The Bracco Italiano is a large-sized, strong, muscular, active dog with a fine, short coat. They have a distinctively shaped head, long ears and well-developed jowls. They can be orange and white, orange roan, chestnut and white or chestnut roan in colour. Adult males are 58-67cm and females should ideally measure 55-62cm. Weight ranges between 25-40kg, in proportion to the height of the dog.
- Dog suitable for owners with some experience
- Some training required
- Enjoys vigorous walks
- Enjoys walking more than two hours a day
- Large dog
- Minimum drool
- Requires grooming once a week
- Non Hypoallergenic breed
- Quiet dog
- Guard dog. Barks and alerts
- May require training to live with other pets
- Great family dog
This dog is an ancient breed, and has been noted in paintings and writings from the 4th and 5th centuries BC. It is thought to have come about from crossing a mastiff-type dog with an Egyptian coursing hound. In the 1700s Italian hunters developed the Bracco Italiano dog breed for hunting, tracking and pointing game. Before guns were used for hunting, these dogs were used to drive game into the hunters' nets. The first of these dogs arrived in the UK in the late 1980s and today they are still few in number.
They are intelligent, faithful and loving dogs, which are able to get on well with both children and other dogs. They are ideally suited to an active country-dwelling lifestyle and will happily be both family and working dogs in one. Though they are eager to learn and to please, it should be remembered that this dog is sensitive and training should be carried out in a gentle manner. They are not the best breed for a novice/first time dog owner.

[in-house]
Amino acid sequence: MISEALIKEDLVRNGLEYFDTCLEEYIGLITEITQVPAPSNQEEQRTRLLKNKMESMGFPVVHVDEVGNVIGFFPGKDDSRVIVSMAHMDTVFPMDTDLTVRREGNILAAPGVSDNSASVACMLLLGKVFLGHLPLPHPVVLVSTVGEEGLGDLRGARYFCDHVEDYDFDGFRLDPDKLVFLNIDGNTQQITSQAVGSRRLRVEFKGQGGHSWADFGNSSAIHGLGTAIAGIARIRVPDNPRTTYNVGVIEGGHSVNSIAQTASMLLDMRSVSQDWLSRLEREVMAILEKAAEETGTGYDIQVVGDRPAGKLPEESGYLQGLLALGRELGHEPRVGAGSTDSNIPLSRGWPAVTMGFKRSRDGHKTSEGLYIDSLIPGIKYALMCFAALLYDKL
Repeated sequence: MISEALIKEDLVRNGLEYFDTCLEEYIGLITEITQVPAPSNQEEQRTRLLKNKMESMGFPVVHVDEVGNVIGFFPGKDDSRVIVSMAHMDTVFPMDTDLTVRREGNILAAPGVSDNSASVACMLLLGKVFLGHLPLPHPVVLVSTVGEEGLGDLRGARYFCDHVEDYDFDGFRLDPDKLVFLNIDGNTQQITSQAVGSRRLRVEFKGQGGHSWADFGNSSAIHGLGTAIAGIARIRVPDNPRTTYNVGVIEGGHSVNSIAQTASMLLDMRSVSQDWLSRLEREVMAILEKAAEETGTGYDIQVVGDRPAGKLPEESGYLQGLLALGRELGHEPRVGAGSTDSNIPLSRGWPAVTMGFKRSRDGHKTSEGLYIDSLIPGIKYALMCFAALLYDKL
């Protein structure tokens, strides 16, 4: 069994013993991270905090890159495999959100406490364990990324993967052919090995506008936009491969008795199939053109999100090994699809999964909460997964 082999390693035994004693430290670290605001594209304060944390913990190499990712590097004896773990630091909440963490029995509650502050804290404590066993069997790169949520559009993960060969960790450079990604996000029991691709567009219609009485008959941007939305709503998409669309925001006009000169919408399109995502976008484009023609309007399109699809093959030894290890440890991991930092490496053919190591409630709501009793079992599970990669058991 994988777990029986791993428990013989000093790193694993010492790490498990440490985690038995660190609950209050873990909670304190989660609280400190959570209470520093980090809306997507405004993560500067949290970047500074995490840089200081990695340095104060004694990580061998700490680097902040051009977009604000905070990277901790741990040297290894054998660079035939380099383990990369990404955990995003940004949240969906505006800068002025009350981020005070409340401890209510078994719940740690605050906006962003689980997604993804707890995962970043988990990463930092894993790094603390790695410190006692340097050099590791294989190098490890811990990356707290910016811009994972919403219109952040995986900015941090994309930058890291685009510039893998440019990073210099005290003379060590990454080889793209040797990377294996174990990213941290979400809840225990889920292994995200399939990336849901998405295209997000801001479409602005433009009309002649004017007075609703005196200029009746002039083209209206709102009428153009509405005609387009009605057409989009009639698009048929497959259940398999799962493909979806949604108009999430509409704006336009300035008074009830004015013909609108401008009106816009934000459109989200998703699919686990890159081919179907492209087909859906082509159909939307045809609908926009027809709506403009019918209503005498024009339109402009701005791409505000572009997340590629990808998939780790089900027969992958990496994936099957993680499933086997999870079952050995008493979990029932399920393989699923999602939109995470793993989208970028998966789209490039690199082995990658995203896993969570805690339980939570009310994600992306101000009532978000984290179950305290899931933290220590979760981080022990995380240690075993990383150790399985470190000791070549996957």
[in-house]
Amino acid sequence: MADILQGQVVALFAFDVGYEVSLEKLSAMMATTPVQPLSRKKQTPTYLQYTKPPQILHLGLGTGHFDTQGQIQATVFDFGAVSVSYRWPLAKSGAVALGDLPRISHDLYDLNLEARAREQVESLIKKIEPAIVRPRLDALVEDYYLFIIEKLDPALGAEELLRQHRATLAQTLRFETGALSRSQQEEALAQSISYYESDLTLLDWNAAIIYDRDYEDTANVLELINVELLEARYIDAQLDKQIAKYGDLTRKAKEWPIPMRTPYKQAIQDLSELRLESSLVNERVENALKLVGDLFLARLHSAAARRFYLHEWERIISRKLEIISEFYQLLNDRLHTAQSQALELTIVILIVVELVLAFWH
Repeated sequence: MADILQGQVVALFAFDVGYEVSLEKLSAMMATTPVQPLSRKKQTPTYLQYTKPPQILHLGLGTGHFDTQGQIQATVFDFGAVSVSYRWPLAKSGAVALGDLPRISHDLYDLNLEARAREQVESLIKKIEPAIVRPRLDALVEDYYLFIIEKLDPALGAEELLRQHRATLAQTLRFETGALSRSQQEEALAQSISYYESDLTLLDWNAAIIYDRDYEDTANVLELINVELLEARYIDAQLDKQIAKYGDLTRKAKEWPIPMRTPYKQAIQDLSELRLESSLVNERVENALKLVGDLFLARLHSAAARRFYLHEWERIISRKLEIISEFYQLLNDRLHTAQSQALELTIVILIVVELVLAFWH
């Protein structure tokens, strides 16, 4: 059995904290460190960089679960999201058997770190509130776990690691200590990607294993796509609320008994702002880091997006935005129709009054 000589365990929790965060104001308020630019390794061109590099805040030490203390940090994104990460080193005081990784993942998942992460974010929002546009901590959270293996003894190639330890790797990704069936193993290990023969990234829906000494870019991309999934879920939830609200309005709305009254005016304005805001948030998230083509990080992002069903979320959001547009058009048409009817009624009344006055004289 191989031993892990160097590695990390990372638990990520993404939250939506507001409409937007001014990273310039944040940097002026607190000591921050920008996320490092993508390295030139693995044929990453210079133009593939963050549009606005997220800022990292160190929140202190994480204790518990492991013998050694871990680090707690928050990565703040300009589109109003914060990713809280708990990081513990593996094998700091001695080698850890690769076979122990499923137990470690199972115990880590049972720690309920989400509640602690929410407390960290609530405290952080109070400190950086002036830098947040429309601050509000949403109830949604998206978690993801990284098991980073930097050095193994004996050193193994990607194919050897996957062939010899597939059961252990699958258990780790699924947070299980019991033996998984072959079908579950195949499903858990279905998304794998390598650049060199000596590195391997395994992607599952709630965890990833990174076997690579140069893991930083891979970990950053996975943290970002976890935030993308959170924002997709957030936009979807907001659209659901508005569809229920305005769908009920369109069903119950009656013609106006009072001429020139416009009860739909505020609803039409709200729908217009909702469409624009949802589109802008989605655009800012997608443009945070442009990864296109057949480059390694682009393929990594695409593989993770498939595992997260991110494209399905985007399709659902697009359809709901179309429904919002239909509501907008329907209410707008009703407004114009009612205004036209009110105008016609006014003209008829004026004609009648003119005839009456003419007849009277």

As with many breeds, the Bracco Italiano can suffer from various hereditary eye disorders, and hip and elbow dysplasia (joint conditions that can be painful and lead to mobility problems). Eye testing and hip scoring of dogs prior to breeding is therefore important
The Bracco Italiano is a country dog at heart, enjoying long walks and runs in the countryside. They love to swim and retrieve and if they are not given enough exercise they can be boisterous! Two-plus hours of exercise is advised daily for adults.
Large breed dogs, as well as having large appetites, benefit from a different balance of nutrients including minerals and vitamins compared to smaller-breed dogs. The Bracco is prone to bloating and stomach problems; smaller, more frequent meals can help minimise this risk.
The coat of the Bracco Italiano is smooth and short and therefore low-maintenance. Any dead or loose hairs can be removed using a grooming mitt every week or so.
Best Dog Breeds for Children
While many dogs are traditionally thought of as being good with children , all dogs and children need to be taught to get on with and respect each other, and be safe together. Even so, dogs and young children should never be left alone together and adults should supervise all interactions between them.